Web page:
As much as I love Prince Charles and his slow-food inclinations, I do have to admit the opposition has some pretty persuasive arguments. David King, a huge British scientist, just made a speech saying the West's reluctance to bring genetically modified farming and other modes of "high-intensity" agriculture contributes to the continent's 700,000 deaths from starvation every year.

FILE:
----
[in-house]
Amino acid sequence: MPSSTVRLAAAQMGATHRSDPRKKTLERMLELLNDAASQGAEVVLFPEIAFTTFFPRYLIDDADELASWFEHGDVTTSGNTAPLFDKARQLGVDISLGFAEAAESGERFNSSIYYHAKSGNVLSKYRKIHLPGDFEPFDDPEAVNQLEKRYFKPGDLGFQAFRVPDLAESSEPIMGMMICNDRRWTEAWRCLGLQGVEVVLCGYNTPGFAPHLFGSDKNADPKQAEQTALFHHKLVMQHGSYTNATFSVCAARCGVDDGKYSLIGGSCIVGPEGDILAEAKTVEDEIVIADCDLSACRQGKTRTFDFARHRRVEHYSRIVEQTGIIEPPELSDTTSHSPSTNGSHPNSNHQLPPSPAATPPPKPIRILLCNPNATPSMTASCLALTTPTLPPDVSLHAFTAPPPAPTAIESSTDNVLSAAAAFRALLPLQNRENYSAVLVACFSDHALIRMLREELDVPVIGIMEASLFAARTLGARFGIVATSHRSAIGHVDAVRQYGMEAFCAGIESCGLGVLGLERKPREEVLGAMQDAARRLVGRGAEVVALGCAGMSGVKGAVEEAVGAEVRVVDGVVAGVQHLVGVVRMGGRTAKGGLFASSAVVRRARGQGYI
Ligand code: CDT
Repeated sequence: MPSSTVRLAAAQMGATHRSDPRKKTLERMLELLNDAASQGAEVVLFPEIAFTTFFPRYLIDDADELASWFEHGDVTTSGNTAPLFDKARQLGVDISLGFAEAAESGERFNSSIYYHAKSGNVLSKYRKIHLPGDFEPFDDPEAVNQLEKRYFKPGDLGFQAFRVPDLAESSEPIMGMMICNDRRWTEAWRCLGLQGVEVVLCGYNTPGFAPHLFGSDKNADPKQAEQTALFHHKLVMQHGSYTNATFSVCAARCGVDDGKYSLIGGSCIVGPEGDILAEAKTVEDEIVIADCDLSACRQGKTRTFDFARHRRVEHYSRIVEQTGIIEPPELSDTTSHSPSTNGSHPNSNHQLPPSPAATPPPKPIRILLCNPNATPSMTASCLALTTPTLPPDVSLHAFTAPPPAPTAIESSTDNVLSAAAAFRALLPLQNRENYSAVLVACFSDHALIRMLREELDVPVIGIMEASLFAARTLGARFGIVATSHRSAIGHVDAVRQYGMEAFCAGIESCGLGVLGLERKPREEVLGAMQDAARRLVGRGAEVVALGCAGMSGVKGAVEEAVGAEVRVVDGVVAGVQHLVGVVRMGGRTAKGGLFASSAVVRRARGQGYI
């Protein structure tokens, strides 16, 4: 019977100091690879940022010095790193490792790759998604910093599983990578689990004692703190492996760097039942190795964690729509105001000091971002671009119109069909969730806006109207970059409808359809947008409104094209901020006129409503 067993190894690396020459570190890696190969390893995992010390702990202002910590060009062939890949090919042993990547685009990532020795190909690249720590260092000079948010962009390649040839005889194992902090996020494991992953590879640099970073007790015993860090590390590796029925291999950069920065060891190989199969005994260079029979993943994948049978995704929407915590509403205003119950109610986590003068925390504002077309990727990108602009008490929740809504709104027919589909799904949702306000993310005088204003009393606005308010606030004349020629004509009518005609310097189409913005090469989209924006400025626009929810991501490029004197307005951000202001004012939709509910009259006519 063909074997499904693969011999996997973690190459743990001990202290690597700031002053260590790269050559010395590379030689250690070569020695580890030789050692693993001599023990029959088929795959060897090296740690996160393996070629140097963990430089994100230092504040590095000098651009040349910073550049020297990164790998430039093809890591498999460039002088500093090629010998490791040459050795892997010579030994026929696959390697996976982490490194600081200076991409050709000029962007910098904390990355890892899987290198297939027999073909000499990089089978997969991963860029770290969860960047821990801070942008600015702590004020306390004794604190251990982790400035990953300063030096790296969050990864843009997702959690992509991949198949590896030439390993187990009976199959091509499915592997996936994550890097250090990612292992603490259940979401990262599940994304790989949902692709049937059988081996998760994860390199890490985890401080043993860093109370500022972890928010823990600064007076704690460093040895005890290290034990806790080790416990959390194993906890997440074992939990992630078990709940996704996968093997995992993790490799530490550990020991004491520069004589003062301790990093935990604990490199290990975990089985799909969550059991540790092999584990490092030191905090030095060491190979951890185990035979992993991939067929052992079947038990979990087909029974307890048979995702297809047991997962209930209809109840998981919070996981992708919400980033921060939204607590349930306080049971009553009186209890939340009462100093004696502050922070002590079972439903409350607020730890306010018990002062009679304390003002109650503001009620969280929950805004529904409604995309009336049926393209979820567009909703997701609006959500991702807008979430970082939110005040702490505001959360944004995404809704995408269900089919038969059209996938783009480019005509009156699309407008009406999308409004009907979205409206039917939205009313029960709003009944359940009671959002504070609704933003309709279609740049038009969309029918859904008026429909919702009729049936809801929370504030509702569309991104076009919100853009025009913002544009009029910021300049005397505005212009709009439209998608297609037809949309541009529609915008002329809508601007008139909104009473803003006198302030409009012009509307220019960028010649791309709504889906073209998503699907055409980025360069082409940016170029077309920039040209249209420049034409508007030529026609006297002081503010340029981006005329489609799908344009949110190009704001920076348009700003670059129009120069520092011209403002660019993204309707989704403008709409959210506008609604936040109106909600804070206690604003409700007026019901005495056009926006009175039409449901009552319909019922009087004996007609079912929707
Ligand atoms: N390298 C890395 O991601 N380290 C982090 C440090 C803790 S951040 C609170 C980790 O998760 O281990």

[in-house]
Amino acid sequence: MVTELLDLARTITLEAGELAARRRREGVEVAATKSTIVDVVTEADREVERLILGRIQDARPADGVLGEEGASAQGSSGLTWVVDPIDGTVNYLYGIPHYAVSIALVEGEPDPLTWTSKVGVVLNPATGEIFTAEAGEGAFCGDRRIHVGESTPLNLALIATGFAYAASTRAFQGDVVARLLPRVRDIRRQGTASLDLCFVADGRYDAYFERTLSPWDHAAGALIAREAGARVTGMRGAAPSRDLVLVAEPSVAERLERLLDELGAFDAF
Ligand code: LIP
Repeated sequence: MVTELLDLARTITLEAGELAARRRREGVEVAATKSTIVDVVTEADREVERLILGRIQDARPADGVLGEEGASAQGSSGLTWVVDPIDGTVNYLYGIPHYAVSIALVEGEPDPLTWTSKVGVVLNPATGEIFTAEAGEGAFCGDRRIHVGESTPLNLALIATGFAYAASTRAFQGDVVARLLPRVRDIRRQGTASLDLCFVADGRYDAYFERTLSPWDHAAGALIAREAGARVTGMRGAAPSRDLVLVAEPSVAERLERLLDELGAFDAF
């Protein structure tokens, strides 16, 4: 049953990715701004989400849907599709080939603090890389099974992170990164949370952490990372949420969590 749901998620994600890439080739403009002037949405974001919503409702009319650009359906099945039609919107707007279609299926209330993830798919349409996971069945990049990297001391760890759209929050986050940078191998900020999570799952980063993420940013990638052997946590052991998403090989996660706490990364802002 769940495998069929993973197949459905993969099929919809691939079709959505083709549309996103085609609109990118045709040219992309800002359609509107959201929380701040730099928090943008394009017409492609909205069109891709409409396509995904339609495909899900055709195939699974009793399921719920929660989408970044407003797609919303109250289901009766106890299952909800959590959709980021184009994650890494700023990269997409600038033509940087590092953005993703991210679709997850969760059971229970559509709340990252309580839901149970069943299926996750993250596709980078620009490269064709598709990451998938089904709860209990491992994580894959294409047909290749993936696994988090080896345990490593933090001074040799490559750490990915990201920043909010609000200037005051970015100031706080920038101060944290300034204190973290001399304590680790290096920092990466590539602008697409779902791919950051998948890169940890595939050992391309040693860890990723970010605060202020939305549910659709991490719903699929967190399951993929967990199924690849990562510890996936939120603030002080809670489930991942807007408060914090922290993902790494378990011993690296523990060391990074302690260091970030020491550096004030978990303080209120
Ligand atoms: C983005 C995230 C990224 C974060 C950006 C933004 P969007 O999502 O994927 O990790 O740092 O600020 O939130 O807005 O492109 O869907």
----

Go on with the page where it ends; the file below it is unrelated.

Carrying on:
It's not clear, though, exactly how King squares his desire to help feed Africa through high-tech, ultra-efficient farming with his advocacy for carbon emissions cuts. (King is known for saying climate change is a greater threat than terrorism). The reason to like organic farming isn't that it fits in better with a particular lifestyle; it's that it's comparatively low-emissions. If catastrophic temperature increases do take place, poor countries are going to be the ones who suffer the most from famine and disease. So, yes, if the problem is that we're not bringing genetically-modified crops to hungry Africa because they give us the heebie-jeebies, that is nigh-homicidally crazy. But if we're trying not to industrialize their farming too rapidly in order to save them from pestilence and heat down the road, that's more like a tough call.